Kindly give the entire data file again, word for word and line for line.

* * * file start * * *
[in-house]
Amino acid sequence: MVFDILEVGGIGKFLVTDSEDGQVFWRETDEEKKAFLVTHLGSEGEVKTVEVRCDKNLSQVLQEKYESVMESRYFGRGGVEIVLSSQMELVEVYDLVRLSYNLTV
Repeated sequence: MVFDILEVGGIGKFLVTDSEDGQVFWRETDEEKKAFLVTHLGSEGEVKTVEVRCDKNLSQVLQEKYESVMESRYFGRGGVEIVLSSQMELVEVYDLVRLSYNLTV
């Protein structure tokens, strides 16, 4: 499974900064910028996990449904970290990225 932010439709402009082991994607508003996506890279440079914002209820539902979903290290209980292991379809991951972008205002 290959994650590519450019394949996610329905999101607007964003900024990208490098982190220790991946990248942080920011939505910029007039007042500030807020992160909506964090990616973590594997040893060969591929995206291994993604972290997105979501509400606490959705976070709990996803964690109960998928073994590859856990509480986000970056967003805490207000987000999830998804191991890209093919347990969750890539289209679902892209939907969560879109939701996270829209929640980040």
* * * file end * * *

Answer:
[in-house]
Amino acid sequence: MVFDILEVGGIGKFLVTDSEDGQVFWRETDEEKKAFLVTHLGSEGEVKTVEVRCDKNLSQVLQEKYESVMESRYFGRGGVEIVLSSQMELVEVYDLVRLSYNLTV
Repeated sequence: MVFDILEVGGIGKFLVTDSEDGQVFWRETDEEKKAFLVTHLGSEGEVKTVEVRCDKNLSQVLQEKYESVMESRYFGRGGVEIVLSSQMELVEVYDLVRLSYNLTV
């Protein structure tokens, strides 16, 4: 499974900064910028996990449904970290990225 932010439709402009082991994607508003996506890279440079914002209820539902979903290290209980292991379809991951972008205002 290959994650590519450019394949996610329905999101607007964003900024990208490098982190220790991946990248942080920011939505910029007039007042500030807020992160909506964090990616973590594997040893060969591929995206291994993604972290997105979501509400606490959705976070709990996803964690109960998928073994590859856990509480986000970056967003805490207000987000999830998804191991890209093919347990969750890539289209679902892209939907969560879109939701996270829209929640980040």